River loads and modern denudation of the Alps — A review

Hinderer, Matthias; Kastowski, Martin; Kamelger, Achim; Bartolini, Carlo; Schlunegger, Fritz (2013). River loads and modern denudation of the Alps — A review. Earth-science reviews, 118, pp. 11-44. Elsevier 10.1016/j.earscirev.2013.01.001

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This paper presents the first comprehensive analysis of sediment and dissolved load across an entire mountain range. We investigate patterns and rates of modern denudation of the European Alps based on a compilation of data about river loads and reservoir sedimentation from 202 drainage basins that are between ca. 1 to 10,000 km2 large. The study basins cover about 50% of the total area of the Alps. Modern glaciated basins have the highest sediment yields of up to 7000 t km− 2 a− 1, which are on average 5 to 10 times higher than in non-glaciated basins. Likewise sediment yield and glacial cover are positively correlated. Instead, relief is a relatively weak predictor of sediment yield. The strong glacial impact in the correlations is due to glacier recession since the 19th century as well as due to glacial conditioning during repeated Quaternary glaciations which have produced the strong transient state of the Alpine landscape. We suggest that this is the major cause for ca. 3 fold enhanced denudation of the western compared to the eastern Alps. Chemical denudation rates are highest in the external Alps dominated by carbonate sedimentary rocks, where they make up about one third of total denudation. The high rates cannot be explained without anhydrite dissolution. We estimated that only 45% of the sediments mobilized in headwaters are exported out off the Alps, most sediments being trapped in artificial reservoirs. The total amount of sediment annually trapped within the Alps equates to 43 Mt. When corrected for sediment storage, we obtain an area-weighted mean total denudation rate for the Alps of about 0.32 mm a− 1. The pre-dam rate might be as high as 0.42 mm a− 1. In total, ca. 35 plus 23 Mt of mass are exported each year out of the Alps as solids and solutes, respectively. These rates are not enough to out pace modern rock uplift. Nevertheless, pattern of sediment yield across the Alps coincides roughly with the intensity of glacial conditioning and modern rock uplift, supporting the hypothesis of an erosion-driven uplift of the Alps.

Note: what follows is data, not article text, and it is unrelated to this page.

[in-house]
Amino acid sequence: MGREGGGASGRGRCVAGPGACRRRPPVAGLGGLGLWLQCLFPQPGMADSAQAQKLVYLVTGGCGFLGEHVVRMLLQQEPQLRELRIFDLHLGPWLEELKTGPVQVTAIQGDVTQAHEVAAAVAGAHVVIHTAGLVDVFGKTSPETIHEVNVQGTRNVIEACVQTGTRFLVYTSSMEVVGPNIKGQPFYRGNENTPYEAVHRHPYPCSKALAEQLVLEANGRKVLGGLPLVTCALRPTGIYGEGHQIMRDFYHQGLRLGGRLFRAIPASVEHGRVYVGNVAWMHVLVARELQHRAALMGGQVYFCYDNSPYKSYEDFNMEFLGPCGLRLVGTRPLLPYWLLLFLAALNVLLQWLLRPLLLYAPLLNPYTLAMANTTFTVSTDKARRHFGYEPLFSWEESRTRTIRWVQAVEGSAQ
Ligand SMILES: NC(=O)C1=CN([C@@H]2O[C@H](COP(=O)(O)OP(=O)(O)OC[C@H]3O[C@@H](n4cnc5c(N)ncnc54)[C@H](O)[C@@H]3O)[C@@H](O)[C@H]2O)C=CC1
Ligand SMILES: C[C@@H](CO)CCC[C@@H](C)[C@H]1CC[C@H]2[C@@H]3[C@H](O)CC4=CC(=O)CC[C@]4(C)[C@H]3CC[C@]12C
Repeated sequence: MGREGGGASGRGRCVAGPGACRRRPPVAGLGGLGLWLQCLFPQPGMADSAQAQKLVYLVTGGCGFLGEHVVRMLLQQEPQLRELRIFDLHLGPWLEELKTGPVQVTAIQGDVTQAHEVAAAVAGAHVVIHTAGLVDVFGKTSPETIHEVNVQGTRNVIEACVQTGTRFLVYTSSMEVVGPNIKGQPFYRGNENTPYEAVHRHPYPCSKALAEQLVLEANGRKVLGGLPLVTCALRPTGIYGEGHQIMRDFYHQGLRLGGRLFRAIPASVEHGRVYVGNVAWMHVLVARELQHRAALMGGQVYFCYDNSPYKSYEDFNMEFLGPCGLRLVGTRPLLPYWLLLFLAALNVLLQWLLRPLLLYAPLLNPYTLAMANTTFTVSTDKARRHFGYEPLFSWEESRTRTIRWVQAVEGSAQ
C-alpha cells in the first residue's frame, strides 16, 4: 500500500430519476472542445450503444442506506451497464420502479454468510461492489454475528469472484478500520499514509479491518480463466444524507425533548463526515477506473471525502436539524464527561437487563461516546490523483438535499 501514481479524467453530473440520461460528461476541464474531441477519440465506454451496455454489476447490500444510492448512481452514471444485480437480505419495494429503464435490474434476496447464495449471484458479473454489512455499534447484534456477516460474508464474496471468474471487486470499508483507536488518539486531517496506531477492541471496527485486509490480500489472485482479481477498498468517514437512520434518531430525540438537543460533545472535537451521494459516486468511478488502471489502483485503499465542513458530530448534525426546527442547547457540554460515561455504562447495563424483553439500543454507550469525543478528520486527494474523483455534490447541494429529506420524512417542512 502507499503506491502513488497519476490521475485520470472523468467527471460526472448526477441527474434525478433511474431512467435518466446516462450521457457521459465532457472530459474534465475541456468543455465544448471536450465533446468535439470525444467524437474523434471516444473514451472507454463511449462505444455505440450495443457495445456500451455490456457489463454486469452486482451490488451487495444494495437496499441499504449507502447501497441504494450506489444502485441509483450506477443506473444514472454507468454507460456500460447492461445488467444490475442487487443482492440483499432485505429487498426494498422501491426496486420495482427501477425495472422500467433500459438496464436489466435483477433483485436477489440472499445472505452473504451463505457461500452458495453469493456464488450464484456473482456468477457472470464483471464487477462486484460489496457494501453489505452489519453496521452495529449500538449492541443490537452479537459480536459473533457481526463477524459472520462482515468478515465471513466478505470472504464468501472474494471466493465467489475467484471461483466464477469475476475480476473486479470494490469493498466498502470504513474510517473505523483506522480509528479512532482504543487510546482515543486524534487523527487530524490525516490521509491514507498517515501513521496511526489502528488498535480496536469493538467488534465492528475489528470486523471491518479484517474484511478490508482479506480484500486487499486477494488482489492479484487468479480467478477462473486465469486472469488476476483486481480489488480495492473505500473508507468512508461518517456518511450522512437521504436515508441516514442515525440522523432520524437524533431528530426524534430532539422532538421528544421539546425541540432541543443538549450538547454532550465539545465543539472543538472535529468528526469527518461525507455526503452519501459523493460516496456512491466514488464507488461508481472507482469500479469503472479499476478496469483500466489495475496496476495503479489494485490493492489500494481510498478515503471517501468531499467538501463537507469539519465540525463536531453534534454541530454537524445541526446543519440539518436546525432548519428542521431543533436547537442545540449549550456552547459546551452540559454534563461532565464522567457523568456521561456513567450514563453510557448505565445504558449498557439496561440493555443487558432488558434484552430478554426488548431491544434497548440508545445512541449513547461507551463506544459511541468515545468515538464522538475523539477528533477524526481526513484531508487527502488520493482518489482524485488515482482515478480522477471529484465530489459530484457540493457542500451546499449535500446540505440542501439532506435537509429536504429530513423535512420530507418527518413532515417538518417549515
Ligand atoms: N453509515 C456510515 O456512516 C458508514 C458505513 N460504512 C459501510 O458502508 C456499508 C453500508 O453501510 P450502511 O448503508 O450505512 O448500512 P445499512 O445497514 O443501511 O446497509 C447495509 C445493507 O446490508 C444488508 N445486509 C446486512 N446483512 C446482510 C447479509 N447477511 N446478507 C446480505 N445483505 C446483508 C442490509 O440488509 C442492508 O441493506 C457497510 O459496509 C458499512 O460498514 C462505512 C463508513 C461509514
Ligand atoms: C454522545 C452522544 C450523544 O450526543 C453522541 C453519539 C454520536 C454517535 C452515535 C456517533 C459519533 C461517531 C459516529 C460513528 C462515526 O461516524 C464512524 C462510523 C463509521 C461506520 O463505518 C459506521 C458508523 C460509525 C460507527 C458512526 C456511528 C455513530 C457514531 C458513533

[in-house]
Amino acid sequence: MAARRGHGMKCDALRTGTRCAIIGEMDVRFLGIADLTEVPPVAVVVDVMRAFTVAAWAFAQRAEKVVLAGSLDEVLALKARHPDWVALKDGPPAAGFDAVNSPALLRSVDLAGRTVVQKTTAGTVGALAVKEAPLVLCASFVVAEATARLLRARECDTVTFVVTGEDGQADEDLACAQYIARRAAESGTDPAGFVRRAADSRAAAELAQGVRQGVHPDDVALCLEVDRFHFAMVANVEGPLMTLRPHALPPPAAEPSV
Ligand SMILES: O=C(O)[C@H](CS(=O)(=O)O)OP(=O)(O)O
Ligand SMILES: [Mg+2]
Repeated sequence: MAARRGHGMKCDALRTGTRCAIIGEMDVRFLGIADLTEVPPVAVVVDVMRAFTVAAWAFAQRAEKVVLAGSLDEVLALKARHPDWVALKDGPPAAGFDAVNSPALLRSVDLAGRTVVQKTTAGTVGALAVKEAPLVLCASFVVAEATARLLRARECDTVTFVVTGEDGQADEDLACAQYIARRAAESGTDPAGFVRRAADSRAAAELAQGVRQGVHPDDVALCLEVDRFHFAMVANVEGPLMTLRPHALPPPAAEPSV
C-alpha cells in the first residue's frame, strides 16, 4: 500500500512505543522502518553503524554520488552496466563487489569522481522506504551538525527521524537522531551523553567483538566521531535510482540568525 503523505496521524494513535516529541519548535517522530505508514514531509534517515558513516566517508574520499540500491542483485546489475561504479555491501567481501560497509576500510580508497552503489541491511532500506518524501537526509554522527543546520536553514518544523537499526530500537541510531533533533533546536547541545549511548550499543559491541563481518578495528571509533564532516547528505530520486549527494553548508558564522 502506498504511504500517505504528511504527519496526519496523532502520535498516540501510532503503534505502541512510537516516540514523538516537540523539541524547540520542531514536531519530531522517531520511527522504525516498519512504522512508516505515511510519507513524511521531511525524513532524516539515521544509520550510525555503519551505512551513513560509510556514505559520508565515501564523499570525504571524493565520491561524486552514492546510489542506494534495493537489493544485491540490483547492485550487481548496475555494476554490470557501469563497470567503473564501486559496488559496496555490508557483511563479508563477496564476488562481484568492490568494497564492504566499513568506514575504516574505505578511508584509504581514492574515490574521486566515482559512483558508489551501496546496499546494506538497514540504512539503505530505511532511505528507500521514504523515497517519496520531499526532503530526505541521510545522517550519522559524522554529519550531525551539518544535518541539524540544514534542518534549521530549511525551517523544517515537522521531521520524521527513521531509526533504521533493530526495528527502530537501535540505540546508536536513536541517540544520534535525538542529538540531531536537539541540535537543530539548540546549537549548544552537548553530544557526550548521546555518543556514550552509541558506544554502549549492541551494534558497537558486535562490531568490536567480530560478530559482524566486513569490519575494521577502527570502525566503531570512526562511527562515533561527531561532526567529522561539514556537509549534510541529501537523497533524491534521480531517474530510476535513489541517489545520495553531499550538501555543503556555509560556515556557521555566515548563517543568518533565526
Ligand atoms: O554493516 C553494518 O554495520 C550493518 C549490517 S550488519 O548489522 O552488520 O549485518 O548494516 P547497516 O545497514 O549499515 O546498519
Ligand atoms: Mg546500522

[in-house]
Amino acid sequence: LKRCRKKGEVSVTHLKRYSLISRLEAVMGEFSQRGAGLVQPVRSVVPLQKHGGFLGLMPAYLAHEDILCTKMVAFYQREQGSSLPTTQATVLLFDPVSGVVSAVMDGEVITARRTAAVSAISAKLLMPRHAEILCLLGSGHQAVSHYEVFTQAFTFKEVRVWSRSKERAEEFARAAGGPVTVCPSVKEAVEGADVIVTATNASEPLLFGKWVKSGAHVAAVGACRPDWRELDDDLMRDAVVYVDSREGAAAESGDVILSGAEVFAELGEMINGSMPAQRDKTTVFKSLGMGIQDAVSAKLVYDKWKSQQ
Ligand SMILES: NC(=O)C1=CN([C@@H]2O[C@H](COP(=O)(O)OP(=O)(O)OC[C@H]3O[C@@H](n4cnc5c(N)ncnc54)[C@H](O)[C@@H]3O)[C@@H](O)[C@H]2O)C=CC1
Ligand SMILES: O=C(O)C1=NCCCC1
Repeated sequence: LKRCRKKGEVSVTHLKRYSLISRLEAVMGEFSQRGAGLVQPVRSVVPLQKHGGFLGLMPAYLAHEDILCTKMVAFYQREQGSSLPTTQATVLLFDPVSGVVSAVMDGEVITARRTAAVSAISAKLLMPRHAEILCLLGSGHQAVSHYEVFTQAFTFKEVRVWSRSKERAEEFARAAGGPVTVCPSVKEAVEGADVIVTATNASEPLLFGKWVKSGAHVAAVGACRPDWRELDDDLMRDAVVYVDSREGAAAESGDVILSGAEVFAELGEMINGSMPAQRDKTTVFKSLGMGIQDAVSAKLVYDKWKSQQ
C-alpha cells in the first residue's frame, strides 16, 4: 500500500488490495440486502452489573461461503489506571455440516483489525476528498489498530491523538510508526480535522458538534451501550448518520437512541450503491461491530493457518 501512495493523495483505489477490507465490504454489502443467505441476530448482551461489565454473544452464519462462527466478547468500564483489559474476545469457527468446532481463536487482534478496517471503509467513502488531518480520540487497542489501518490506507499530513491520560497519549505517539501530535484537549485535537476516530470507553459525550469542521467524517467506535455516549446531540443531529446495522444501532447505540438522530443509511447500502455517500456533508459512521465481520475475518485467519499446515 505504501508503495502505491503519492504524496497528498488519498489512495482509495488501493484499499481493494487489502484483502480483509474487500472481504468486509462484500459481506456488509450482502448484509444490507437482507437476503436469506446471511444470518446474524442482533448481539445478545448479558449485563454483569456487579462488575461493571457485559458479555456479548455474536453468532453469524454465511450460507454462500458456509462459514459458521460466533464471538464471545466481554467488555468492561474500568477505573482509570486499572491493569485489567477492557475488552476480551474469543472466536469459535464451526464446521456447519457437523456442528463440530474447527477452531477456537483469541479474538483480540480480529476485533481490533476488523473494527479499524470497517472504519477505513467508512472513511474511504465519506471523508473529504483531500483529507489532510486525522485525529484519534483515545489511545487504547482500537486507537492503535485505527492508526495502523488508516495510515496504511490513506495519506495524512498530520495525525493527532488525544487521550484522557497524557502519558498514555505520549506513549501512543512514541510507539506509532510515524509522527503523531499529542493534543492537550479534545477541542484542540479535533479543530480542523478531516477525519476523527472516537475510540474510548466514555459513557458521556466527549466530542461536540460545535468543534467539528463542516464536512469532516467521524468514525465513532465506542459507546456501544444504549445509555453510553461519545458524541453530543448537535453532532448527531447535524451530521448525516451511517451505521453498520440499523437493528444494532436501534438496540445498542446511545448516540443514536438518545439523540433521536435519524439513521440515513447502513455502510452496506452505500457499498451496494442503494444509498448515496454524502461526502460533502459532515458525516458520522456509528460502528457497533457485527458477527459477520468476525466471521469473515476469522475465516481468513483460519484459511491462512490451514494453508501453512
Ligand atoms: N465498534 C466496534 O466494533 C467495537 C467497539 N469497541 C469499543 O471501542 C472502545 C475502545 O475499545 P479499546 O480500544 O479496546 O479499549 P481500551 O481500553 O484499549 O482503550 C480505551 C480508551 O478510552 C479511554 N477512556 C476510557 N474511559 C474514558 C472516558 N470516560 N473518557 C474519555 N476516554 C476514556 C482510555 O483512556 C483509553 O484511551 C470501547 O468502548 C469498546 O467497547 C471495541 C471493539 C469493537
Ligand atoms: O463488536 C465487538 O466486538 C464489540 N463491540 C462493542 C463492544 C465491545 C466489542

Item Type:

Journal Article (Review Article)


08 Faculty of Science > Institute of Geological Sciences

UniBE Contributor:

Schlunegger, Fritz


500 Science > 550 Earth sciences & geology








Fritz Schlunegger

Date Deposited:

11 Aug 2014 09:22

Last Modified:

06 Oct 2015 11:29

Publisher DOI:


Uncontrolled Keywords:

Alps, Denudation, River loads, Reservoirs, Uplift, Human impact





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